Living Aboard as Winter Approaches

Deale, MD – Notching a frigid winter as liveaboards is not something we are looking forward to – but we are doing our best to prepare and expect to continue to tweak and adjust through the depth of winter.

Early snow on Nov. 15, 2018, broke some local records.

Our first snow made an early, mid-November arrival, before Vinyasa’s winter wrap was cinched around her rub rails. A harbinger of cold to come?

Three weeks later, Herring Bay’s 53 degree (Fahrenheit) water is still warm enough for Vinyasa’s HVAC to heat the boat. But we’ve seen the water’s surface ice up overnight, so these days are numbered: the cutoff temperature is 40 degrees.

While we are plugged into shore power – and thankful for that luxury – load balancing electricity on the boat means that we can currently run just one of our three, small electric space heaters.

Vinyasa has a pigtail outlet with a 50 and a 30 amp connection. The 50 amps provide electricity for everything on the boat other than the HVAC, which feeds off the 30 amps.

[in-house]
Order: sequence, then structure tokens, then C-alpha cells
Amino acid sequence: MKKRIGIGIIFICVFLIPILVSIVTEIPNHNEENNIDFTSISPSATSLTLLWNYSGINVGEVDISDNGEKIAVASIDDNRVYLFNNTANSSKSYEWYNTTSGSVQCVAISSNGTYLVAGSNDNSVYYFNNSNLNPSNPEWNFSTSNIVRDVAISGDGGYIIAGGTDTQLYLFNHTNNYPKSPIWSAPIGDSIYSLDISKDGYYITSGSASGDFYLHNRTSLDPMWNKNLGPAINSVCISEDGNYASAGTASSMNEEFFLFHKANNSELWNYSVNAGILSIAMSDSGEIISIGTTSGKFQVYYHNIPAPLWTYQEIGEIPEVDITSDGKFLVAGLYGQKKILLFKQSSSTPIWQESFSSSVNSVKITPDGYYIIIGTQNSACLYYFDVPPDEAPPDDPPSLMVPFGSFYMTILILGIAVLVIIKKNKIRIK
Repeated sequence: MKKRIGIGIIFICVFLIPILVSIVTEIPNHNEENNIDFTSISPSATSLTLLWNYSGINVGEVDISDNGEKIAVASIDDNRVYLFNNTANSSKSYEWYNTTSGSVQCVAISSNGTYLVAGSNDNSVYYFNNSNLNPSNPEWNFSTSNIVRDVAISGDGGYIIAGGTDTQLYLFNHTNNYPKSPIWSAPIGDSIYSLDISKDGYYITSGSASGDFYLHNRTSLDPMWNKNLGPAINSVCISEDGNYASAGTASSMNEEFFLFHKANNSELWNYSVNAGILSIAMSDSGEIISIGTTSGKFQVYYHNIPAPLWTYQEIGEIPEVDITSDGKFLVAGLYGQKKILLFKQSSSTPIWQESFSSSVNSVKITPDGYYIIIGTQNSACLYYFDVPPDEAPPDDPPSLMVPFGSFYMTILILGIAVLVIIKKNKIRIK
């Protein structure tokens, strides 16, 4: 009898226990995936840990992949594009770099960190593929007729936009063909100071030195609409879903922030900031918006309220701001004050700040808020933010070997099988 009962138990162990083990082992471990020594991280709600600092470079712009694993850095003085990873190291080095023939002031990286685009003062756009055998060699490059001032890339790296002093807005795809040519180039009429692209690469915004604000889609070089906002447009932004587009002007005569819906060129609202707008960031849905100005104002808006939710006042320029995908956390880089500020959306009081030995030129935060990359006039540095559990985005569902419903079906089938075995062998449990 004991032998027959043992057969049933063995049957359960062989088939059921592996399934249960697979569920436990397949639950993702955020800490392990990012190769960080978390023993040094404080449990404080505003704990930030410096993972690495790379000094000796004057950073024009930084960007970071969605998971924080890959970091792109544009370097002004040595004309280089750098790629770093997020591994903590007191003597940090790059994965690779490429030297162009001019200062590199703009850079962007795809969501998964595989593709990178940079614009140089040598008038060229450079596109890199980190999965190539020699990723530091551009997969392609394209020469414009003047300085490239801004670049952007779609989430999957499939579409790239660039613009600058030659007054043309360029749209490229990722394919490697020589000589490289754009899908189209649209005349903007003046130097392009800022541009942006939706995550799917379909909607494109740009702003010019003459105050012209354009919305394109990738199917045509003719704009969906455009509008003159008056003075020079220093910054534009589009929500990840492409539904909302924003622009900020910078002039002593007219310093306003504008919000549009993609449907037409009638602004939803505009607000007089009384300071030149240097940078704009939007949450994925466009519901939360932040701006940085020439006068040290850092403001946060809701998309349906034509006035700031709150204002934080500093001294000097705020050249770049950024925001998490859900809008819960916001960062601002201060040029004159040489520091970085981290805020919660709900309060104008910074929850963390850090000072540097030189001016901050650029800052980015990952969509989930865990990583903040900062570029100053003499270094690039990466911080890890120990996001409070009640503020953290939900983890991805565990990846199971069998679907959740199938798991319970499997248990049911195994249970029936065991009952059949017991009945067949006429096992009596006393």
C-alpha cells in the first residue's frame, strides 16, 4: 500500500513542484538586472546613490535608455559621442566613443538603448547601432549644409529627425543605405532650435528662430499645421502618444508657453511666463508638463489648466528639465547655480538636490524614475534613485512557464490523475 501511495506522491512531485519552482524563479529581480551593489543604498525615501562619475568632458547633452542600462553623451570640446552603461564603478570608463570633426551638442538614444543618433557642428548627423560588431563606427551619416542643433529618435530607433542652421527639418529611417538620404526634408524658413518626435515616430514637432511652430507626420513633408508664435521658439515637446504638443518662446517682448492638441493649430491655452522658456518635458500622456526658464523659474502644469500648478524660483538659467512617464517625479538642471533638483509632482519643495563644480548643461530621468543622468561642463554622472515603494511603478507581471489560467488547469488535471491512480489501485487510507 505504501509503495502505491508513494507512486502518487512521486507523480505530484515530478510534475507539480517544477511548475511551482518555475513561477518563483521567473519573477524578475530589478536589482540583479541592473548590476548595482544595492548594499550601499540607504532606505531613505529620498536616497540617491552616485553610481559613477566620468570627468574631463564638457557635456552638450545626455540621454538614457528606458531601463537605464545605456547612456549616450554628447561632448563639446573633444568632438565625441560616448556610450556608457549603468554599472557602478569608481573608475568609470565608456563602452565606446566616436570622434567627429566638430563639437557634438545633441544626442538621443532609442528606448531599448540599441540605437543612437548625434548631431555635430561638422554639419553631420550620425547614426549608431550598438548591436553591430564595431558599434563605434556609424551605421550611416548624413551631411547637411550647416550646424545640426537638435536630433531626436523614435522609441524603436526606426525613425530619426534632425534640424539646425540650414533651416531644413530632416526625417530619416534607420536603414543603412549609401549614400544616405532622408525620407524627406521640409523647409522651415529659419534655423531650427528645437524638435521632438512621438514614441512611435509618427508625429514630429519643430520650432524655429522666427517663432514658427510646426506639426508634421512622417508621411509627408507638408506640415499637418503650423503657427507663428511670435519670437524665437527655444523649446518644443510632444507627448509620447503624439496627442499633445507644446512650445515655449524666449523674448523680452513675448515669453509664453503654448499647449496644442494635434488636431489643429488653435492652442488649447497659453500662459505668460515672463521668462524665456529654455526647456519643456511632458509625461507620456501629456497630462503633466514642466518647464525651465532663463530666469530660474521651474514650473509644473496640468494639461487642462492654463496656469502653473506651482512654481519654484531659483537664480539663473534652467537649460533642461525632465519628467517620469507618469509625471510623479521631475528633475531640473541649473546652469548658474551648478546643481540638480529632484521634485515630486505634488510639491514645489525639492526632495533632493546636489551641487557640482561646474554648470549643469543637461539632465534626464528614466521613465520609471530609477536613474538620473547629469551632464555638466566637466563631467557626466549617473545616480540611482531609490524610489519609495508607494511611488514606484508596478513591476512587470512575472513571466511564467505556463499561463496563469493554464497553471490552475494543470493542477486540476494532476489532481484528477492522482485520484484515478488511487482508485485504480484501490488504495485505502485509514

A crew of three spent the better part of a day wrapping Vinyasa.

Once the HVAC is shutdown for the winter, we’ll use an extension cord to its source to power one or possibly both of those now-idle space heaters.

In the meantime, we are adjusting to living under wraps.

Like most things on a boat, being wrapped comes with some trade-offs.

On the plus side, the wrap keeps the boat warmer and will prevent melting/refreezing snow and ice from creating unwanted problems on deck. We aim to repair some leaky hatches and reseal a deck saloon window while the wrap is in place.

On the minus side (is that a term?), we miss our lovely views of the sky and the water…and getting on and off the boat is considerably harder now. To enter or exit from the finger pier, which given water levels is our most frequent point of access, requires crouching and contorting between the wrap and the coach top. Add a backpack, bags of groceries, or a duffel bag of laundry…and well everything  takes longer on a boat, doesn’t it? 

Getting on and off the boat through the side door requires a good deal of flexibility and patience.

3 thoughts on “Living Aboard as Winter Approaches”

  1. Wait a minute. You are livng inside a docked, wrapped sail boat all winter? This is a first for me. You too I bet!

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